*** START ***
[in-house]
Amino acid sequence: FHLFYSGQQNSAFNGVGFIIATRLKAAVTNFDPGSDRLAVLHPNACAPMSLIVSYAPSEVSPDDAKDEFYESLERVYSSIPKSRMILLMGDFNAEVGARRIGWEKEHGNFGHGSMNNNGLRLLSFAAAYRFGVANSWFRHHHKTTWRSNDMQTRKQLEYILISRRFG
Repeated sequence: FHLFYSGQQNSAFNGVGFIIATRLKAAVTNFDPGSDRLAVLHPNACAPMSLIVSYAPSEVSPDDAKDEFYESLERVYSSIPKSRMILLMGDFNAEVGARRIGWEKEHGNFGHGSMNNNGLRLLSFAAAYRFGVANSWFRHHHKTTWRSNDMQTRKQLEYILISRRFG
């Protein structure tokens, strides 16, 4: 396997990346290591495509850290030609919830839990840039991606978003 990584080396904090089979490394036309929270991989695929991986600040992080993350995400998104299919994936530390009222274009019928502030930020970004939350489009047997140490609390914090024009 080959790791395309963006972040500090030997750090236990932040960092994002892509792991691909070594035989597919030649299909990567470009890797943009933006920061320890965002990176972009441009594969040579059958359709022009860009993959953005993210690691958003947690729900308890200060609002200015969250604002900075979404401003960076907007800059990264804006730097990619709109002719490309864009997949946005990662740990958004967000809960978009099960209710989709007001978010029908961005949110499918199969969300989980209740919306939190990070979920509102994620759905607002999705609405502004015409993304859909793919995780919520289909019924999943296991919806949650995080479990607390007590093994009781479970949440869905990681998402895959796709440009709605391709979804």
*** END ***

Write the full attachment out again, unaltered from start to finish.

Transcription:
[in-house]
Amino acid sequence: FHLFYSGQQNSAFNGVGFIIATRLKAAVTNFDPGSDRLAVLHPNACAPMSLIVSYAPSEVSPDDAKDEFYESLERVYSSIPKSRMILLMGDFNAEVGARRIGWEKEHGNFGHGSMNNNGLRLLSFAAAYRFGVANSWFRHHHKTTWRSNDMQTRKQLEYILISRRFG
Repeated sequence: FHLFYSGQQNSAFNGVGFIIATRLKAAVTNFDPGSDRLAVLHPNACAPMSLIVSYAPSEVSPDDAKDEFYESLERVYSSIPKSRMILLMGDFNAEVGARRIGWEKEHGNFGHGSMNNNGLRLLSFAAAYRFGVANSWFRHHHKTTWRSNDMQTRKQLEYILISRRFG
């Protein structure tokens, strides 16, 4: 396997990346290591495509850290030609919830839990840039991606978003 990584080396904090089979490394036309929270991989695929991986600040992080993350995400998104299919994936530390009222274009019928502030930020970004939350489009047997140490609390914090024009 080959790791395309963006972040500090030997750090236990932040960092994002892509792991691909070594035989597919030649299909990567470009890797943009933006920061320890965002990176972009441009594969040579059958359709022009860009993959953005993210690691958003947690729900308890200060609002200015969250604002900075979404401003960076907007800059990264804006730097990619709109002719490309864009997949946005990662740990958004967000809960978009099960209710989709007001978010029908961005949110499918199969969300989980209740919306939190990070979920509102994620759905607002999705609405502004015409993304859909793919995780919520289909019924999943296991919806949650995080479990607390007590093994009781479970949440869905990681998402895959796709440009709605391709979804």